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winter color harvesting

Posted on Mar 7, 2011 by in natural dyes | 2 comments

I recently traveled the back roads to Bolinas on a misty winter day, to attend a natural dye workshop taught by Rebecca Burgess at Commonweal Garden. The purpose of this 3-part workshop series is to give students the opportunity to collect dye plants, mordant fabric, prepare dye vats, dye fabric, prepare printing inks, print a design on fabric, and then sew a set of placemats and/or napkins from the dyed and decorated fabric.

Everyone came with a yard of undyed cotton, and we started by washing the fabrics in spring water containing a bit of Dr. Bronner’s soap that was slowly heated in a big copper pot. Once that was done and the fabrics were rinsed, we refilled the pot with about 10 gallons of fresh spring water and added a small amount (5 tsp.) of alum (potassium aluminum sulfate) to begin mordanting our fabrics, the copper of the pot having a mordanting effect as well.

mordanting fabric with alum in an old copper pot

The mordant pot was put on the heat and our fabrics were added while we moved on to another task—breaking up oak galls to prepare a tannin mordant.

breaking up oak galls to prepare both a mordant and an ink

About 5 or 6 broken oak galls were placed in each of two 5-gallon pots filled with spring water, and the pots were set on the burner to heat.

oak galls for a tannin mordant bath

Once the oak galls had simmered for about 45 minutes we removed them from the liquid and put them into a beautiful old rusted barrel filled with spring water. (I’ll describe what that is used for later.) Then we removed our fabrics from the alum mordant bath, rinsed them in spring water, and then placed them in the pots of tannin-containing oak gall liquid to simmer for about 45 minutes during our lunch break.

fabric heating in tannin mordant bath created by simmering oak galls

After a lunch break, we headed out onto the land (16 beautiful acres of coastal chaparral) to harvest native plants for our dye vats: Coyote brush (Baccharis pilularis), California sagebrush (Artemisia californica), California Coffeeberry (Rhamnus californica), and Toyon (Heteromeles arbutifolia).

pruning an old Toyon bush to collect materials for natural dyes

Toyon leaves and stems collected for natural dye

Back from our harvesting expedition, we cut the plant materials into 3-inch pieces and put them in pots of spring water on the stove. In the photo below, the Coffeeberry is in the foreground, then the Toyon, and finally the Coyote brush and California sage, which we combined in one pot. The Toyon is in a copper pot, which will have some effect on the color.

pots of native California plants to be used as natural dyes

While the dye vats were simmering, we did some experimentation with leaf printing. I forgot to take photos, but we spread out pieces of cotton muslin and placed Eucalyptus and Bay leaves on the fabric. Then we rolled the fabric tightly and bound it with rubber bands. Some of the fabric we put into a jar of “iron water,” created by soaking old iron objects in water over a long period of time. The rest of the rolled fabric we placed in the rusty barrel of oak galls and water. These we will leave soaking for a month, until our next class meeting.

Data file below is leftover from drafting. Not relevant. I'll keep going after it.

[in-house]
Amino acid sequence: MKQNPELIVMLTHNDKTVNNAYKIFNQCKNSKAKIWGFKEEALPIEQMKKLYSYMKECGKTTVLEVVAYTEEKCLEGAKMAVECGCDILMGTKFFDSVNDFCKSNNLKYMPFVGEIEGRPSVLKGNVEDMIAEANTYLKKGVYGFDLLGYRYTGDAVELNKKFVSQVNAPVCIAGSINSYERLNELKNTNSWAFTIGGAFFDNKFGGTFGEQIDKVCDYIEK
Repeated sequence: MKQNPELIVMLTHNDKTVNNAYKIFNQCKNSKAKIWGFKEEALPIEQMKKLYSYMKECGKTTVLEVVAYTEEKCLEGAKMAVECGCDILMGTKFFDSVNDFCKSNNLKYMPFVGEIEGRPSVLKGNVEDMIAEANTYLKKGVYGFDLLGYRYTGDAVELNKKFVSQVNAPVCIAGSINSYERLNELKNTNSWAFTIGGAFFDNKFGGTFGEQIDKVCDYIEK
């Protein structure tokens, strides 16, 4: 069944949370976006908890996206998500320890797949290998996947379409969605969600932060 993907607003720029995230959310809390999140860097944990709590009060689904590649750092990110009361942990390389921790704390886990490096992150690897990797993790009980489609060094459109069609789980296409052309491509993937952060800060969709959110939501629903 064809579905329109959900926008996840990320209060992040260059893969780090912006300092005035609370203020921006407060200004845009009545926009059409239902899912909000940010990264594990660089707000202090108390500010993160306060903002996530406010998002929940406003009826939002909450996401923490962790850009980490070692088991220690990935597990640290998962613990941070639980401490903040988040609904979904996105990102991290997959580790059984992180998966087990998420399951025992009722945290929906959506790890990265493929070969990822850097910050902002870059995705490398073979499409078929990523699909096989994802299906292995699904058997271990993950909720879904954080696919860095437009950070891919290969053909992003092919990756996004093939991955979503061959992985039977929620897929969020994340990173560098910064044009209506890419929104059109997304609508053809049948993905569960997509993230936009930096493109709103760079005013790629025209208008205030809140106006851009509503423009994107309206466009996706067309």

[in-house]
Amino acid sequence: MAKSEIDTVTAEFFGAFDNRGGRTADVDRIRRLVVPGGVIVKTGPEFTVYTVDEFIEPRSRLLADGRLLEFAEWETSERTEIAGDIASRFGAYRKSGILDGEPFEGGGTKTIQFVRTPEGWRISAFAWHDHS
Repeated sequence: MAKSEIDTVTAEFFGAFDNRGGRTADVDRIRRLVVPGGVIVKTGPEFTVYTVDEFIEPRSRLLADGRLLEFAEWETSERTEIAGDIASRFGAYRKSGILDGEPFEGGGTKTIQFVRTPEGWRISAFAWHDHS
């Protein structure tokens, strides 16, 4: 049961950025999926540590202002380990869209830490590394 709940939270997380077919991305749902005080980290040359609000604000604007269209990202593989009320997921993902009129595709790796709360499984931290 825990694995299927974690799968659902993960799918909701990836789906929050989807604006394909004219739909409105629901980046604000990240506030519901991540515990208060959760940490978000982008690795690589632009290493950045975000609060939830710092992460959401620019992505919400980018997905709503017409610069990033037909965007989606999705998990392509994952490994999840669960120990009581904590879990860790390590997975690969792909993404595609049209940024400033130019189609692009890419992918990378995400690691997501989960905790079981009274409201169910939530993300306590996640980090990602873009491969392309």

iron objects soaked in water created an iron-rich liquid used as a mordant

broken oak galls soaking in a rusty barrel, to be used later as ink in a fabric printing process

Another fun experiment we did was to pour hot water into a jars of dried flowers, one containing orange cosmos and one containing tansy. The flowers quickly released their beautiful colors and we dropped small pieces of alum-mordanted fabric into the jars to capture lovely shades or yellow and orange.

dried orange cosmos creates a lovely orange dye on alum-mordanted fabric

Before class was over we were thrilled to hear about Rebecca’s new book on natural dyes! It’s called Harvesting Color, and I will be buying a copy from Rebecca as soon as it’s available (around May 1st), but it can also be pre-ordered online.

Rebecca Burgess talks about her upcoming book “Harvesting Color”

At the end of the day there was lots of color being released into the simmering pots of plants. Rebecca will be letting the pots sit until our next class meeting in one month, so that the colors can deepen.

dye vats of California coffeeberry and Toyon

It was a great class, and I am looking forward to the next one, when we will dye our mordanted fabric and print designs on it. In the meantime, I will be planning a design to carve on the linoleum block that we will use for printing. In addition to this class, Regenerative Design Institute is offering a number of “re-skilling” classes on various subjects. You can visit their website for more information.


  1. Beautifully written, and very inspiring. The pictures look delicious. Thank you so much for sharing. Perhaps one day I may finally come to try this long held interest, and with what you have shared, it will not seem a daunting endeavour. Thank you, again, Dustin for your article 🙂

  2. looking at the image of rebecca goes to show how beautiful naturally dyed fabrics are. nice article!


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